We’ve already heard from a number of attendees who found the Ask the Experts webinar very valuable, and we are now pleased to share the recording of the webinar so all who are interested can take a look. The webinar was 90 minutes, but from the number of questions we received about chordoma and chordoma treatment, it’s clear we could have gone for another hour or more!
We think you’ll find the information shared in the Ask the Experts webinar is a great resource. Here are some of the key takeaways from the experts’ answers:
- There is much to be hopeful about! Understanding of the biology of chordoma has grown immensely in the past few years. The recent International Chordoma Research Workshop (ICRW) made it clear just how far we’ve come and how dedicated the clinician and researcher community is to collaboratively finding new and better treatment options. Recent advances have made it possible to tailor treatments which, together with better survivorship programs, are helping improve patients’ quality of life after treatment.
- Appropriate initial treatment of chordoma is of utmost importance. Chordoma must be treated correctly from the beginning, by doctors who have substantial experience treating it.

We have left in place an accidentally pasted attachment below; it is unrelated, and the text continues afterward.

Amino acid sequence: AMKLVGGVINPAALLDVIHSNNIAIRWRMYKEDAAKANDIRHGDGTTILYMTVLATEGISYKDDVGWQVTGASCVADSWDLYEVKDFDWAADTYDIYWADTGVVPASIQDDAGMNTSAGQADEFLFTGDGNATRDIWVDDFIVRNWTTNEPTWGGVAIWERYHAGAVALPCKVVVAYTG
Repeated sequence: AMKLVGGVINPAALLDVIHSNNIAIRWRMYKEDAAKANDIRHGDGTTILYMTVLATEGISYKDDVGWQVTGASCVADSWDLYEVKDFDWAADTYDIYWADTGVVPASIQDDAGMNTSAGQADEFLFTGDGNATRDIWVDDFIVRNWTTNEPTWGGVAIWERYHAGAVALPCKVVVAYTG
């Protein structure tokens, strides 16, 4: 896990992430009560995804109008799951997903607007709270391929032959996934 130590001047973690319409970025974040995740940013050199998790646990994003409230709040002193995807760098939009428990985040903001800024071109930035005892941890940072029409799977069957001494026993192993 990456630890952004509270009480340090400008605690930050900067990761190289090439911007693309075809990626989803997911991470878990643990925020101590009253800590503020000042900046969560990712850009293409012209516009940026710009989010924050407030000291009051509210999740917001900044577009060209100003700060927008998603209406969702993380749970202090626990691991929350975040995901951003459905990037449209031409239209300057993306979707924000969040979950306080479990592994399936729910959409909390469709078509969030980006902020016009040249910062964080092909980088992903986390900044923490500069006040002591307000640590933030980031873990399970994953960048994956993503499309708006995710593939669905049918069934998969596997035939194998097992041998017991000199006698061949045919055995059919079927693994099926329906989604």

- Chordoma expertise is critical no matter the type of treatment. All doctors on your multidisciplinary care team should be chordoma experts, including the pathologist who diagnoses the tumor and the radiologist who reviews your MRI and CT images. It’s important for all members of the team to talk to each other and include you in those conversations as well.
- Second opinions are valuable and can now be done virtually. The COVID-19 pandemic has led many doctors and hospitals to ease restrictions on providing virtual or telehealth visits. This has made it much easier to consult with multiple doctors when making treatment decisions.
- It is sometimes possible to have radiation a second time. However, there are serious risks involved that should be discussed with your doctor. It is essential for your radiation oncologist to have experience treating chordoma specifically, not just experience using a certain type of radiation.
- Your relationship with your care team should be lifelong. Continued follow-up care and monitoring are critical to identifying possible recurrences and there may be secondary problems from treatment as well as quality of life issues that need to be addressed. Your chordoma doctors want to know how you’re doing and are here for you.
Thank you to everyone who joined us for this informative webinar and submitted questions to the panelists. If you have questions about chordoma, please contact our Patient Navigator at chordoma.org/request-help. We are here to help!
At our Chordoma Community Conferences, the Ask the Experts panel is one of the most valuable and well-attended sessions. Because this year’s conference was postponed due to the pandemic, we were pleased to be able to offer this important session virtually.
Stay tuned for more webinars in the coming months!